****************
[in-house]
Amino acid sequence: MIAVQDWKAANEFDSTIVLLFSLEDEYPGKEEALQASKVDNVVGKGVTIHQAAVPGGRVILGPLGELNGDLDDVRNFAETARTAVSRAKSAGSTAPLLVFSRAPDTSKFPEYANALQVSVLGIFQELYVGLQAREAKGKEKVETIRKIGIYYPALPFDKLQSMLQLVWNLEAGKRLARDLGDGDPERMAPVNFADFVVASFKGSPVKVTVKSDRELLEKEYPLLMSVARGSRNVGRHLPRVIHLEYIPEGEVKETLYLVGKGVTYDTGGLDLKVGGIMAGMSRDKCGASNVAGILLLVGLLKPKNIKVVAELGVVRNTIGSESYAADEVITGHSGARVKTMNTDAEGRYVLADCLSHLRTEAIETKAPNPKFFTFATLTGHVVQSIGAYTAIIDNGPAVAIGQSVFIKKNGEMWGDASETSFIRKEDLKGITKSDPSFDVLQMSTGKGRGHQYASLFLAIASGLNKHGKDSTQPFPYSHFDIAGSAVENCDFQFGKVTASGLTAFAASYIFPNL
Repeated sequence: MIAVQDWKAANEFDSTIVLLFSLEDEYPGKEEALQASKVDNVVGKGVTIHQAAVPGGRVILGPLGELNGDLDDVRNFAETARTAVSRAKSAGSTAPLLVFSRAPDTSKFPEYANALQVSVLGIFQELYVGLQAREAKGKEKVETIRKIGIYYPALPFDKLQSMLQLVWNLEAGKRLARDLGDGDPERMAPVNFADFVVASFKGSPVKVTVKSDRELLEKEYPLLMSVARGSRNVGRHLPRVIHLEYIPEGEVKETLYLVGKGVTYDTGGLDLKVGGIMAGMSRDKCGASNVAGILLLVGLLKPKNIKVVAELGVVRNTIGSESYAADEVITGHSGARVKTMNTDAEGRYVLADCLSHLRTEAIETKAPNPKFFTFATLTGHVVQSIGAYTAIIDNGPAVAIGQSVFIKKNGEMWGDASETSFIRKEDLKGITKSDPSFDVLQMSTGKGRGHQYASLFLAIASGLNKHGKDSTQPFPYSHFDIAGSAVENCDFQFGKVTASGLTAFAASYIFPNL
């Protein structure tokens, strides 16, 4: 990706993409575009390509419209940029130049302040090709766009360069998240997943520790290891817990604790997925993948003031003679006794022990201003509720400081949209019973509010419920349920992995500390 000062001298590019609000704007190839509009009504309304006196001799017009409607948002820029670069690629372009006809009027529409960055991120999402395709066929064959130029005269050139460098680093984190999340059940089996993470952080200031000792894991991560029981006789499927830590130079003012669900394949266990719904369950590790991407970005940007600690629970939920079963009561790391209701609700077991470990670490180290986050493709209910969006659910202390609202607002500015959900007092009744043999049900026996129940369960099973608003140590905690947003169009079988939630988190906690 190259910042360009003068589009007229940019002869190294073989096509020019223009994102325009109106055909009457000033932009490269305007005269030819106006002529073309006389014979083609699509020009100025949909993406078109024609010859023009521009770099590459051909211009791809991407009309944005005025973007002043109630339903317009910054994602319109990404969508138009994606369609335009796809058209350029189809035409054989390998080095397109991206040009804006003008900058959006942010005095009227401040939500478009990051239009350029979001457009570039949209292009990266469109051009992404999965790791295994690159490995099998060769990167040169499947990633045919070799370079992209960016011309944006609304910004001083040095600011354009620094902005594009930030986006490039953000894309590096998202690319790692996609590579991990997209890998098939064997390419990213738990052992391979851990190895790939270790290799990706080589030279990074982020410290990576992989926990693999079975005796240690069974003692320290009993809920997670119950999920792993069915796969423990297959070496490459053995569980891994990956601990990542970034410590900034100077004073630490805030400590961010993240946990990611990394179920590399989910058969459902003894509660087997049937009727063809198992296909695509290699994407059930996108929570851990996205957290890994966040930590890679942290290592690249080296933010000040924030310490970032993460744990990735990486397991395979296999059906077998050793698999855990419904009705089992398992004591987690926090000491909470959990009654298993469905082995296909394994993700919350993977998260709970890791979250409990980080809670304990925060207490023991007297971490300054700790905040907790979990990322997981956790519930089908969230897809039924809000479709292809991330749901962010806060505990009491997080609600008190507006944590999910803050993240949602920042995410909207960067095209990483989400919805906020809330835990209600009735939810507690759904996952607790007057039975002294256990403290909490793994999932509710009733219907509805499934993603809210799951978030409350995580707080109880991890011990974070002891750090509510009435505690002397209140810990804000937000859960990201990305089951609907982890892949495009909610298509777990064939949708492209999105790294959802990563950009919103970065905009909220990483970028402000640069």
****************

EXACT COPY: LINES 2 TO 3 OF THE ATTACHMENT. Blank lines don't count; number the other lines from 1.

Amino acid sequence: MIAVQDWKAANEFDSTIVLLFSLEDEYPGKEEALQASKVDNVVGKGVTIHQAAVPGGRVILGPLGELNGDLDDVRNFAETARTAVSRAKSAGSTAPLLVFSRAPDTSKFPEYANALQVSVLGIFQELYVGLQAREAKGKEKVETIRKIGIYYPALPFDKLQSMLQLVWNLEAGKRLARDLGDGDPERMAPVNFADFVVASFKGSPVKVTVKSDRELLEKEYPLLMSVARGSRNVGRHLPRVIHLEYIPEGEVKETLYLVGKGVTYDTGGLDLKVGGIMAGMSRDKCGASNVAGILLLVGLLKPKNIKVVAELGVVRNTIGSESYAADEVITGHSGARVKTMNTDAEGRYVLADCLSHLRTEAIETKAPNPKFFTFATLTGHVVQSIGAYTAIIDNGPAVAIGQSVFIKKNGEMWGDASETSFIRKEDLKGITKSDPSFDVLQMSTGKGRGHQYASLFLAIASGLNKHGKDSTQPFPYSHFDIAGSAVENCDFQFGKVTASGLTAFAASYIFPNL
Repeated sequence: MIAVQDWKAANEFDSTIVLLFSLEDEYPGKEEALQASKVDNVVGKGVTIHQAAVPGGRVILGPLGELNGDLDDVRNFAETARTAVSRAKSAGSTAPLLVFSRAPDTSKFPEYANALQVSVLGIFQELYVGLQAREAKGKEKVETIRKIGIYYPALPFDKLQSMLQLVWNLEAGKRLARDLGDGDPERMAPVNFADFVVASFKGSPVKVTVKSDRELLEKEYPLLMSVARGSRNVGRHLPRVIHLEYIPEGEVKETLYLVGKGVTYDTGGLDLKVGGIMAGMSRDKCGASNVAGILLLVGLLKPKNIKVVAELGVVRNTIGSESYAADEVITGHSGARVKTMNTDAEGRYVLADCLSHLRTEAIETKAPNPKFFTFATLTGHVVQSIGAYTAIIDNGPAVAIGQSVFIKKNGEMWGDASETSFIRKEDLKGITKSDPSFDVLQMSTGKGRGHQYASLFLAIASGLNKHGKDSTQPFPYSHFDIAGSAVENCDFQFGKVTASGLTAFAASYIFPNL